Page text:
In the large landscapes of sleeve tattoos and back pieces, it can add an eye-catching element to the aesthetic.
Who Started The Watercolor Tattoo Trend?
There’s no way to know who started this trend, exactly.
The techniques had always existed, they just weren’t used the same way they are now.
And of course, artists in the scene are likely to be influenced by each other.
Sometimes without even realizing it.
That said, there are a few infamous artists people credit as the OGs of watercolor ink.
- Amanda Wachob
In the story of watercolor tattoos, Amanda is credited as a pioneer.
A visual artist beyond the tattoo world, she has done projects with some of the world’s most prestigious art galleries.
The Metropolitan Museum of Art, the Rubin Museum of Art, and The Whitney have all collaborated with her.
She’s no stranger to unconventional mediums and has created pieces on fruit and fabric.
Originally an odd-ball in the tattoo scene, Wachob was never going to hold herself back with the limitations of traditional designs.
During her apprenticeship, she noticed herself wanting to go beyond the black outline.
If a client wanted something more realistic, she thought, it just wouldn’t look as natural with a thick black line around it.
As she learned, she started thinking of a concept: abstract art as tattoos.
When she finally took the idea and ran with it, it was a major success.
People responded enthusiastically to the tattoos.
People would often say they’d never seen anything like them.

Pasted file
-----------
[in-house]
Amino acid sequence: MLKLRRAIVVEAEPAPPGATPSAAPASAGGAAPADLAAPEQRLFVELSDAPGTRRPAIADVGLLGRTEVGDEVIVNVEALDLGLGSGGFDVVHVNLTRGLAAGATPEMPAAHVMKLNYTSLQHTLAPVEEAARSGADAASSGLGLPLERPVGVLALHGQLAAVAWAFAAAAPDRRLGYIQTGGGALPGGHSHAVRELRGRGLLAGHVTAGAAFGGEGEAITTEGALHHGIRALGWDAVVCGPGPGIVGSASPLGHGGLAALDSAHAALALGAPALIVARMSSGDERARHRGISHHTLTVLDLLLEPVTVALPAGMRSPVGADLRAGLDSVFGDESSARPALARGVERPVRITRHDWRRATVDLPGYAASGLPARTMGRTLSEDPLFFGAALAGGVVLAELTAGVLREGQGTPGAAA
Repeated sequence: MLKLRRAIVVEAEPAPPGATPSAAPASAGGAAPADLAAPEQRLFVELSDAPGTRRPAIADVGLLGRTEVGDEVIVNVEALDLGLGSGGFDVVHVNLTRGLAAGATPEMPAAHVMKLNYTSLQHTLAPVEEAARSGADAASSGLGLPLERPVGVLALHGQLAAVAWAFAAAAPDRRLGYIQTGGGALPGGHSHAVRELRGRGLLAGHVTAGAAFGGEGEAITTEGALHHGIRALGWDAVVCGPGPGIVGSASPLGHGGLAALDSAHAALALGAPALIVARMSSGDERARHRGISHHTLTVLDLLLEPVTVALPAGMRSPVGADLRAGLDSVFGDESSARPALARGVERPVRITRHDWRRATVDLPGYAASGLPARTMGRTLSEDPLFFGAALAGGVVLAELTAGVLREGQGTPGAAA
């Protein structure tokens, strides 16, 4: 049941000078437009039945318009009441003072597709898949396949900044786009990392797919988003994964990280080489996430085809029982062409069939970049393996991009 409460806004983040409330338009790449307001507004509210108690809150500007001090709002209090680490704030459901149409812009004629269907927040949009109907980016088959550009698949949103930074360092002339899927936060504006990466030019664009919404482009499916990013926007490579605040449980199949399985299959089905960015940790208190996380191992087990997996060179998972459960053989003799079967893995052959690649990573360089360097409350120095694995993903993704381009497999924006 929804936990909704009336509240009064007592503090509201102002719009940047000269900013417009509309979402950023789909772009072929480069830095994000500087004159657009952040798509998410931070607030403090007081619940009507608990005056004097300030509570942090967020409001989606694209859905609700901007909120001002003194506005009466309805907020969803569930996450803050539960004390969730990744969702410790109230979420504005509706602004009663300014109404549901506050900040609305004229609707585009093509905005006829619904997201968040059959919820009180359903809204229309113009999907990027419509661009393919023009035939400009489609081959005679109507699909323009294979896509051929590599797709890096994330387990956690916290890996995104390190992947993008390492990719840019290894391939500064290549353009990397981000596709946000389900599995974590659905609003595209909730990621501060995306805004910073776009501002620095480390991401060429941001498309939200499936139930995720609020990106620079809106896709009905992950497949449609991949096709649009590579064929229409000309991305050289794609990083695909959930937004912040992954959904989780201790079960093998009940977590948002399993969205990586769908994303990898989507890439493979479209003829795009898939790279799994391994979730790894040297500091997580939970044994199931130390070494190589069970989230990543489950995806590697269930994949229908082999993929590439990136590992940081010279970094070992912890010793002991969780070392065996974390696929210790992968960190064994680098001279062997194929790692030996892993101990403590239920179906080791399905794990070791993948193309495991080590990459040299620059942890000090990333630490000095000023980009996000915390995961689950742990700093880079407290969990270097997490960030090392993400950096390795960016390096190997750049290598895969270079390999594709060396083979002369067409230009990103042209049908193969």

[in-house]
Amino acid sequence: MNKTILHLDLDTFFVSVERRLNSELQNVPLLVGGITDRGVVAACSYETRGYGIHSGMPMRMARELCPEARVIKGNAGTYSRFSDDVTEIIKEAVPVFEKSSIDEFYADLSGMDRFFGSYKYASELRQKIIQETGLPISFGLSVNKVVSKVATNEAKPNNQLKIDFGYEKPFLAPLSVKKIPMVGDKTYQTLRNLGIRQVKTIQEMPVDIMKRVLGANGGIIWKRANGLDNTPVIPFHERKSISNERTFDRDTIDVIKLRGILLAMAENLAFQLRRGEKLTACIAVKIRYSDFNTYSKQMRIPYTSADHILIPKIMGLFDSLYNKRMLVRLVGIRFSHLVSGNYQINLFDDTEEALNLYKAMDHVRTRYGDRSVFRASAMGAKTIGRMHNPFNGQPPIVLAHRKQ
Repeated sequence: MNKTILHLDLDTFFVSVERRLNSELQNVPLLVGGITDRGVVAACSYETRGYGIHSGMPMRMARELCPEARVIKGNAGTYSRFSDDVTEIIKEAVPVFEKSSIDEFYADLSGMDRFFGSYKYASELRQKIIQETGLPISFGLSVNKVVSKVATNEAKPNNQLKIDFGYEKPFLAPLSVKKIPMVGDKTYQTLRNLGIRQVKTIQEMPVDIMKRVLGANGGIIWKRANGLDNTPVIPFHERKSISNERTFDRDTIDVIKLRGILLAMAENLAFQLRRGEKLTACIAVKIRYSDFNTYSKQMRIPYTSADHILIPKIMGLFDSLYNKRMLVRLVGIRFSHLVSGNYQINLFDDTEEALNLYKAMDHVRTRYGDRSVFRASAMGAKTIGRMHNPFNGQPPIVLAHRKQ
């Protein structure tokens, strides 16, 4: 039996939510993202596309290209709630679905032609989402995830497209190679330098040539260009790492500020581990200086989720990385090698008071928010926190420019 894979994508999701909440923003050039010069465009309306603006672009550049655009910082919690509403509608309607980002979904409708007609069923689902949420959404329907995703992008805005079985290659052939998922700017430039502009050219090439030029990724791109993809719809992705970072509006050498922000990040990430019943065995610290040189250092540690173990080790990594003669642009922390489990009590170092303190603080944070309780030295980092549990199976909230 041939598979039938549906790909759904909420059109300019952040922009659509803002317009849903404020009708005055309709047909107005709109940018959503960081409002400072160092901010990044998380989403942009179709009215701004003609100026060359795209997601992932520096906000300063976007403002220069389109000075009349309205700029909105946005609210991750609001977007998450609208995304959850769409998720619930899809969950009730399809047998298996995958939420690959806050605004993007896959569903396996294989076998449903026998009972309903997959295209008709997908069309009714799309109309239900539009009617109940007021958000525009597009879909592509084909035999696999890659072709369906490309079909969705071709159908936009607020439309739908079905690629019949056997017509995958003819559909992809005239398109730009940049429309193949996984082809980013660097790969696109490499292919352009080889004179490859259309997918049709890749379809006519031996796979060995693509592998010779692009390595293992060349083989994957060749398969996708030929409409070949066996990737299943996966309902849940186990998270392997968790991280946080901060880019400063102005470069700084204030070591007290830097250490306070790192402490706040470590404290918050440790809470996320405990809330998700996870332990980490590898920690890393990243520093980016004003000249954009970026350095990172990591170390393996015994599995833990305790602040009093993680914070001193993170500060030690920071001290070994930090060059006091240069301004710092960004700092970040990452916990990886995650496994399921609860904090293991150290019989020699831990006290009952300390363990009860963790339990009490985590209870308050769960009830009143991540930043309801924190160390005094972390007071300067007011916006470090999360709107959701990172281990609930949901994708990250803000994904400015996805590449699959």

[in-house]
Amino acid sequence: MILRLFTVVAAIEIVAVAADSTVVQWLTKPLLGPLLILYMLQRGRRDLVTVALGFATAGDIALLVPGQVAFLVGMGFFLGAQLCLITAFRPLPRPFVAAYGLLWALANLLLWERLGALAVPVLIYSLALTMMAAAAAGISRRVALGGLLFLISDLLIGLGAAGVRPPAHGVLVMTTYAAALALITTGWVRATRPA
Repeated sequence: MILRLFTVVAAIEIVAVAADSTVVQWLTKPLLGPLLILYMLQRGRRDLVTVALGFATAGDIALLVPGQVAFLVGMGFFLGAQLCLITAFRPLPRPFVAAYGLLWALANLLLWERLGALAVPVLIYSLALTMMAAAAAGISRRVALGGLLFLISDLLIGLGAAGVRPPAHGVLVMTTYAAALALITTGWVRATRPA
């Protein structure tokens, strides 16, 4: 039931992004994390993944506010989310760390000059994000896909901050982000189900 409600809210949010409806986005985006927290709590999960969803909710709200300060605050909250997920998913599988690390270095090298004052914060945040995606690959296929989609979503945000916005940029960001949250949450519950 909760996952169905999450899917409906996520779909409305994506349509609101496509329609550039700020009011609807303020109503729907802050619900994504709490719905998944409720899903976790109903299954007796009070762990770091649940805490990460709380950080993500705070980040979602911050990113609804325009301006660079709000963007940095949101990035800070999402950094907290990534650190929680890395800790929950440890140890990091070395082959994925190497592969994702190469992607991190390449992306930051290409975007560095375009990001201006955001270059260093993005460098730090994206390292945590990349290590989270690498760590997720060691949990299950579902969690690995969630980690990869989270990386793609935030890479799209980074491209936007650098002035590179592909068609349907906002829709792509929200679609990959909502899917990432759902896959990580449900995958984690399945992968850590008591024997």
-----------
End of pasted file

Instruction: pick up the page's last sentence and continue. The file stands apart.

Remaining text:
This started around 2008 and snowballed from there.
Wachob doesn’t work in watercolor with her canvases.
But, as more and more people used the term to describe her tattoos, it stuck.
She began to explore the aesthetic more deeply and would do the technique more purposefully.
Other tattoo artists took notice of Wachob, and the reactions were mixed.
Some admired the watercolor tattoo pieces, others were confused by them.
- June Jung
June Jung combines single-line work, pointillism, and watercolor techniques.
Her tattoos are instantly recognizable.
She has a specific aesthetic that’s often copied but rarely rivaled.
She typically works with natural themes.
This Los Angeles based tattoo artist is a bit of a hippy- she favors flowers, insects, and animals.
The organic subjects of her designs suit the watercolor tattoo medium so well.
Jung owns her own tattoo shop- June Jung Art in LA.
She was raised in South Korea and followed her artistic heart to NYC.
It was there that she attended FIT for art.
Jung started her journey as a tattoo artist around 2010, when the watercolor craze hit.
She comes up a lot in conversations about watercolor tattoos because it’s something she does so expertly.
Perhaps because she entered an already changing landscape, Jung was able to dive right into these unconventional tattoo aesthetics.
She did not seem to feel intimidated by the people or tattoo designs that came before.
Maybe it was her newness to tattooing, mixed with her background in fine art, that led to her innovative techniques.
- Thea Duskin
Like her contemporaries, Duskin is intrigued by the line between fine art and tattooing.